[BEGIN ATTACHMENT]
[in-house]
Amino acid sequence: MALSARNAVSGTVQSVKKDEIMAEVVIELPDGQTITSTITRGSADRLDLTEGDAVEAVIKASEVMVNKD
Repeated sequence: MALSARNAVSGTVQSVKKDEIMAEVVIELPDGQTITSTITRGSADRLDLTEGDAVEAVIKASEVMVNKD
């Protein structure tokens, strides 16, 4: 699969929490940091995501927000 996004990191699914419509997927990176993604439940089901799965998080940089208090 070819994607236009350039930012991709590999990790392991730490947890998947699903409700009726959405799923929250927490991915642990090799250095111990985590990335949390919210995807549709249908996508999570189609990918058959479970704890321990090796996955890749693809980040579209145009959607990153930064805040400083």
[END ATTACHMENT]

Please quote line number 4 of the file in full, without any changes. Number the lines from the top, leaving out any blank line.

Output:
């Protein structure tokens, strides 16, 4: 699969929490940091995501927000 996004990191699914419509997927990176993604439940089901799965998080940089208090 070819994607236009350039930012991709590999990790392991730490947890998947699903409700009726959405799923929250927490991915642990090799250095111990985590990335949390919210995807549709249908996508999570189609990918058959479970704890321990090796996955890749693809980040579209145009959607990153930064805040400083």